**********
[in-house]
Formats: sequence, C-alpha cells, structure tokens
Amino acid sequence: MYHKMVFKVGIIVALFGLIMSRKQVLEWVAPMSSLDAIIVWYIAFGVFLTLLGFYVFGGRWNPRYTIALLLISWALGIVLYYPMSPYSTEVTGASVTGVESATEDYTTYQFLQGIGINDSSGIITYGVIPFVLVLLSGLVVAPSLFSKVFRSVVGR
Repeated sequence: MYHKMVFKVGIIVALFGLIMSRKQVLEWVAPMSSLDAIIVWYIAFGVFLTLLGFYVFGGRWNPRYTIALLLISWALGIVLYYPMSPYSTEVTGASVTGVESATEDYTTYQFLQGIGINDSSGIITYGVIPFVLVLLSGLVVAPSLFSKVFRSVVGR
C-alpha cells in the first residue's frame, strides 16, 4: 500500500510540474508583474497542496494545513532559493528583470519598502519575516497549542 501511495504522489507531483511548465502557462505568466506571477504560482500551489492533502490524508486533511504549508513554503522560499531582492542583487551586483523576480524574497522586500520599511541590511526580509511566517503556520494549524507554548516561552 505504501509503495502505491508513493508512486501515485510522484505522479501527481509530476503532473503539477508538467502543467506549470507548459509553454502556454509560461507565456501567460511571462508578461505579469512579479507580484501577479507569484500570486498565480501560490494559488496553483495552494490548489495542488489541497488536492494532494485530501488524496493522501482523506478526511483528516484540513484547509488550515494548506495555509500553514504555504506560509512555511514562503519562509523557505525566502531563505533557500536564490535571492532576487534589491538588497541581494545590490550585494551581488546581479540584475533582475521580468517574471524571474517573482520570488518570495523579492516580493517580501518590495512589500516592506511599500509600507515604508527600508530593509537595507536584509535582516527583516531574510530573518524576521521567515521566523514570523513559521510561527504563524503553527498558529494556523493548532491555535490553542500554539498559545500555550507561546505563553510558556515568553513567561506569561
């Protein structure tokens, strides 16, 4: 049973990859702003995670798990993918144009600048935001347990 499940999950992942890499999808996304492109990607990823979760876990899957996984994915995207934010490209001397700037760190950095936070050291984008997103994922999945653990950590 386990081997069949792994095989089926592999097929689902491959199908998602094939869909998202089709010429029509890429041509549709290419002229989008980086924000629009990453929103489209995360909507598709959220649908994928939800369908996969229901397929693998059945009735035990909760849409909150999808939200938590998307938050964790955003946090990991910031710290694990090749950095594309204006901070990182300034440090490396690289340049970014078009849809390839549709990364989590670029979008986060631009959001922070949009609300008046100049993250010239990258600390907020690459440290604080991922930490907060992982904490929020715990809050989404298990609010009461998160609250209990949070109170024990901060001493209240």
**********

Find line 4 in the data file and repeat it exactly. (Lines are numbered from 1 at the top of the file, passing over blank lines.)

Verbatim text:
Repeated sequence: MYHKMVFKVGIIVALFGLIMSRKQVLEWVAPMSSLDAIIVWYIAFGVFLTLLGFYVFGGRWNPRYTIALLLISWALGIVLYYPMSPYSTEVTGASVTGVESATEDYTTYQFLQGIGINDSSGIITYGVIPFVLVLLSGLVVAPSLFSKVFRSVVGR